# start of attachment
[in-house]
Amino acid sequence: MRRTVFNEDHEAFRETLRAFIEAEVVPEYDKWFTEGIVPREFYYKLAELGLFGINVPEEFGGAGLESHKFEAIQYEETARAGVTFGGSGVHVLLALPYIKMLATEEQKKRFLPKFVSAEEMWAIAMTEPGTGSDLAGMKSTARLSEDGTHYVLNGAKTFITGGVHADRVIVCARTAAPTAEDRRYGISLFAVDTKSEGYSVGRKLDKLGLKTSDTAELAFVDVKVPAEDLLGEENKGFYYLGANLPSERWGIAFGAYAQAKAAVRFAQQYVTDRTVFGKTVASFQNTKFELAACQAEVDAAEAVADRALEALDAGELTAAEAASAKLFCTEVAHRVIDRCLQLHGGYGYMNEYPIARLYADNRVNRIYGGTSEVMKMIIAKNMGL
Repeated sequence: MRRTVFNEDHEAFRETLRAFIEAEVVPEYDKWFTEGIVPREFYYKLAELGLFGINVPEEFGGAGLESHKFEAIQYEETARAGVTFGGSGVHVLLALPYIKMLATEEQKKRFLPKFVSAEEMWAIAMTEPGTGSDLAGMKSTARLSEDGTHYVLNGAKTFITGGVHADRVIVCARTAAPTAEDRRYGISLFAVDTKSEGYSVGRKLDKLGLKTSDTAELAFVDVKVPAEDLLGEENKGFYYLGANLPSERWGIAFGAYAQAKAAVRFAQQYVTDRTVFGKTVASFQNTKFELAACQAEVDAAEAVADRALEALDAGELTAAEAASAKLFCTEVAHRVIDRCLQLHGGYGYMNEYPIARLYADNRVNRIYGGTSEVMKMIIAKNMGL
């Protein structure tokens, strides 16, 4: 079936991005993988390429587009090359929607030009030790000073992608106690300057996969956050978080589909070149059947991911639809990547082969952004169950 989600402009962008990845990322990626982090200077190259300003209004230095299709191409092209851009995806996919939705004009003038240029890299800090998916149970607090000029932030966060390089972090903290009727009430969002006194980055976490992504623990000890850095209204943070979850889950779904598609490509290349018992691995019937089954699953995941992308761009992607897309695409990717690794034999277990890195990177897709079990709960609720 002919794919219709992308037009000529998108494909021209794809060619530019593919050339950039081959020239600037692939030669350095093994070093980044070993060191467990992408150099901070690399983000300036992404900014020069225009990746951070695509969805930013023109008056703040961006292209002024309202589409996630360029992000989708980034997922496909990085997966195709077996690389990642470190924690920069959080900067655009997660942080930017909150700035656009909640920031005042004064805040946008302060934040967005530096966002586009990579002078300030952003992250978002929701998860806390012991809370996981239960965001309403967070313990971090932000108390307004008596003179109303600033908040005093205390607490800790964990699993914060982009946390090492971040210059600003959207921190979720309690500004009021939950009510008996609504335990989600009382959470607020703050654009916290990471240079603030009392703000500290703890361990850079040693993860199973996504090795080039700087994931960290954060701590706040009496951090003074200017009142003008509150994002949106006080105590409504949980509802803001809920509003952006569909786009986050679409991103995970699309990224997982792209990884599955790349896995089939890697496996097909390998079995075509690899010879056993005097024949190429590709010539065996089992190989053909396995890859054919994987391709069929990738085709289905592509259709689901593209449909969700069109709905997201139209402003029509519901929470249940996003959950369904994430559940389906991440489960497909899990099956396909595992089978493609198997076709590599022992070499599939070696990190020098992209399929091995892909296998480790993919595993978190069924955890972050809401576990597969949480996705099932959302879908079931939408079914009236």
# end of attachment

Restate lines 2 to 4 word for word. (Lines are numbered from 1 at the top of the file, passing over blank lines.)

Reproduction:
Amino acid sequence: MRRTVFNEDHEAFRETLRAFIEAEVVPEYDKWFTEGIVPREFYYKLAELGLFGINVPEEFGGAGLESHKFEAIQYEETARAGVTFGGSGVHVLLALPYIKMLATEEQKKRFLPKFVSAEEMWAIAMTEPGTGSDLAGMKSTARLSEDGTHYVLNGAKTFITGGVHADRVIVCARTAAPTAEDRRYGISLFAVDTKSEGYSVGRKLDKLGLKTSDTAELAFVDVKVPAEDLLGEENKGFYYLGANLPSERWGIAFGAYAQAKAAVRFAQQYVTDRTVFGKTVASFQNTKFELAACQAEVDAAEAVADRALEALDAGELTAAEAASAKLFCTEVAHRVIDRCLQLHGGYGYMNEYPIARLYADNRVNRIYGGTSEVMKMIIAKNMGL
Repeated sequence: MRRTVFNEDHEAFRETLRAFIEAEVVPEYDKWFTEGIVPREFYYKLAELGLFGINVPEEFGGAGLESHKFEAIQYEETARAGVTFGGSGVHVLLALPYIKMLATEEQKKRFLPKFVSAEEMWAIAMTEPGTGSDLAGMKSTARLSEDGTHYVLNGAKTFITGGVHADRVIVCARTAAPTAEDRRYGISLFAVDTKSEGYSVGRKLDKLGLKTSDTAELAFVDVKVPAEDLLGEENKGFYYLGANLPSERWGIAFGAYAQAKAAVRFAQQYVTDRTVFGKTVASFQNTKFELAACQAEVDAAEAVADRALEALDAGELTAAEAASAKLFCTEVAHRVIDRCLQLHGGYGYMNEYPIARLYADNRVNRIYGGTSEVMKMIIAKNMGL
């Protein structure tokens, strides 16, 4: 079936991005993988390429587009090359929607030009030790000073992608106690300057996969956050978080589909070149059947991911639809990547082969952004169950 989600402009962008990845990322990626982090200077190259300003209004230095299709191409092209851009995806996919939705004009003038240029890299800090998916149970607090000029932030966060390089972090903290009727009430969002006194980055976490992504623990000890850095209204943070979850889950779904598609490509290349018992691995019937089954699953995941992308761009992607897309695409990717690794034999277990890195990177897709079990709960609720 002919794919219709992308037009000529998108494909021209794809060619530019593919050339950039081959020239600037692939030669350095093994070093980044070993060191467990992408150099901070690399983000300036992404900014020069225009990746951070695509969805930013023109008056703040961006292209002024309202589409996630360029992000989708980034997922496909990085997966195709077996690389990642470190924690920069959080900067655009997660942080930017909150700035656009909640920031005042004064805040946008302060934040967005530096966002586009990579002078300030952003992250978002929701998860806390012991809370996981239960965001309403967070313990971090932000108390307004008596003179109303600033908040005093205390607490800790964990699993914060982009946390090492971040210059600003959207921190979720309690500004009021939950009510008996609504335990989600009382959470607020703050654009916290990471240079603030009392703000500290703890361990850079040693993860199973996504090795080039700087994931960290954060701590706040009496951090003074200017009142003008509150994002949106006080105590409504949980509802803001809920509003952006569909786009986050679409991103995970699309990224997982792209990884599955790349896995089939890697496996097909390998079995075509690899010879056993005097024949190429590709010539065996089992190989053909396995890859054919994987391709069929990738085709289905592509259709689901593209449909969700069109709905997201139209402003029509519901929470249940996003959950369904994430559940389906991440489960497909899990099956396909595992089978493609198997076709590599022992070499599939070696990190020098992209399929091995892909296998480790993919595993978190069924955890972050809401576990597969949480996705099932959302879908079931939408079914009236």